Despite the fact that I’ve always enjoyed reading and certainly writing, something I have struggled with since first year was finding relevance to my course within Constellation. I will always remember a terrible lecture we had in first year on William Morris and ceramics and I just couldn’t understand what purpose this would possibly serve. Contextualising my practice makes sense, but I couldn’t make any connections with the context they were providing us. This has definitely changed now that the nature of Constellation has become a lot more focussed on what we want to be learning about, rather than what we have to learn.
I thoroughly enjoy the written aspect of the course and the dissertation is something I’ve been looking forward to writing and exploring since we started in first year. The obvious first step was to identify something that I was passionate about, something that would hold my interest for the next year – if I found it boring or taxing then I’d inevitably lose interest pretty quickly.
Initially, I had chosen to pursue the module led by Catherine Davies, as I had missed out on the opportunity in first year: she’s a popular lady! I was over the moon that I’d managed to secure a place because it meant exploring something that I found captivating and worthwhile. I have a great deal of interest in femininity in visual media, particularly with how women are presented a certain way. It’s something I had written about in first year with Mahnaz so to explore this in greater detail has been really beneficial to my understanding and contextualising some of my own work. It can be difficult sometimes to contextualise to our practice within Graphic Communication, as a lot of the time we are given briefs that do not necessarily lend themselves to exploring what you would really like to look at. A branding exercise for a company does not usually lend itself to an exploration of femininity, the female form, the ‘goddess’ or the ‘monster’. The portrayal of both women and men in media is something that I now feel a great deal of awareness about, and I think it’s something that will continue to inform and help me.
When required to submit a dissertation ‘idea’ form, I didn’t want to stick to what I had already done – albeit a short 3,000 word essay on the portrayal of women in media in first year, which was very similar to what Cath was teaching through the Goddesses and Monsters theme. I wanted to stretch myself and come out of my comfort zone. As I have an interest in teaching, creativity, and art and design, and is a career I look to pursue, I decided to look more at the idea of creativity within education, and how this is changing or being effected within schools. I have been assigned Mahnaz as my tutor which I’m definitely looking forward to as I worked with her in first year. Some of the tutorials we had were helpful in pointing me in the direction of some well-known authors in the field of developmental psychology and the role that this plays in our fundamental creative tendencies. This essay has really peaked an interest, as it’s overwhelmingly clear that what is being explored by psychologists and in the education literature is not transcending to schools, certainly not in my own personal experience and evidenced by a decreasing level of interest in artistic/creative subjects in school. According to a Guardian article, the amount of money given to the arts (0.3% of public spending) is negligible compared to what is generated within the arts sector; whether it be exhibitions, museums, stage production, music, drama.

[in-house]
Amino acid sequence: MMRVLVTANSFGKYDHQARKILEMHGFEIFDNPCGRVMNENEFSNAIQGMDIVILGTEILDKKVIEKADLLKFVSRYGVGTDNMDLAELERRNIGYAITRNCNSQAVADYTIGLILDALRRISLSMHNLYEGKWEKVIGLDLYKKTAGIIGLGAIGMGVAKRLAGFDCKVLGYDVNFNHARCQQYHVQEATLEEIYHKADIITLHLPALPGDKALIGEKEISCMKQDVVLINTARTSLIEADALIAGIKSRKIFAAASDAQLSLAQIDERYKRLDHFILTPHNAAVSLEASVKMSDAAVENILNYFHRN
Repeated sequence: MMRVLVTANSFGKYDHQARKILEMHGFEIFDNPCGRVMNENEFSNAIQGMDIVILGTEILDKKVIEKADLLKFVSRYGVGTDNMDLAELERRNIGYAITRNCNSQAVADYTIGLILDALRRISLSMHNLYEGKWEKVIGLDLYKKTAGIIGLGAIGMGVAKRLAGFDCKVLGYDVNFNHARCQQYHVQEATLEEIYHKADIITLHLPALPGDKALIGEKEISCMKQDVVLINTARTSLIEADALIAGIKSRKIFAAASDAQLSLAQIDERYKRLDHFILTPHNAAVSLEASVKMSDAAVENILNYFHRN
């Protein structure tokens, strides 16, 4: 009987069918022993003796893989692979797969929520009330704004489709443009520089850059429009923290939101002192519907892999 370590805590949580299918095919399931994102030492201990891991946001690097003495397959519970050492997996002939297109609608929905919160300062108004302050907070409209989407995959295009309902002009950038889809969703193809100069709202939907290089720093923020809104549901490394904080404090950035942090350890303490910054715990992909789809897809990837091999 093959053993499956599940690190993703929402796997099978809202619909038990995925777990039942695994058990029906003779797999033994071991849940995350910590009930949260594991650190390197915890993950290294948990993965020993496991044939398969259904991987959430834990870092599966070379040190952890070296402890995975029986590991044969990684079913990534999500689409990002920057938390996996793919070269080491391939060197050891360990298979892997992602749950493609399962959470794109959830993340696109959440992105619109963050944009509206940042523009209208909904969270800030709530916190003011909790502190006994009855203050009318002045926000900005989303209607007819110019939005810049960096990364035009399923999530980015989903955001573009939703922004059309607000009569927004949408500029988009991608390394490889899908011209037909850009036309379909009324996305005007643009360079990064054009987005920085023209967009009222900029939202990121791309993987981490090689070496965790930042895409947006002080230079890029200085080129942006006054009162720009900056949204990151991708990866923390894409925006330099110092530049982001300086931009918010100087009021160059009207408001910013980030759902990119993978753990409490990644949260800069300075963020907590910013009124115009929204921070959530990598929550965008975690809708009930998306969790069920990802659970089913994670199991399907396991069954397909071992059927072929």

This all started very loosely, and it still feels a bit that way, but after speaking with Mahnaz I wanted to look more at the idea of creativity as a subject, as something that could be or can’t be taught. Certain theorists I’ve studied have differing standpoints on this, but using the psychology behind creativity will be more a basis from which to work. Placing this research within the realm of a modern day classroom, or even workplace, and whether or not we’re truly getting the best out of people. Is creativity the final piece of the puzzle that people aren’t tapping into? It is my belief that we could be generating scores of bright, creative people, but we’re not. Why is that? Even in the workplace we are encouraged to get our heads down, get on with our work, and get by. Where are the new ideas? Are they being discouraged?
I want to look at the ways in which we implement creativity, and how we think. The ways in which we interact with each other and the world around us is fundamental to our existence, and central to our success as a species. Our understanding informs us but it also shapes us. If we’re not being allowed to reach our fullest potential, if creativity is this untapped resource that few are accessing, can we truly understand what’s happening around us and make informed yet radical decisions? Or do we all just stay the same, like cogs in some great machine.
I think this subject is something that is of pertinence to my course, as Graphic Communication is a way of problem-solving and ideation. It requires smart thoughts and new ideas, and to me is a perfect example of being taught how to tackle a problem creatively. Yes, we are taught ‘creative thinking’ strategies, how to mind-map or use other techniques, but at it’s core there is a simple truth – you are presented with a problem, go and find the best way to deal with it. Without the thinking of a few who thought quite far outside of the box, we would be living in a very different 2016. Phones, tablets, television, apps and even our print-based medias might not be what they are today without those creative thinkers.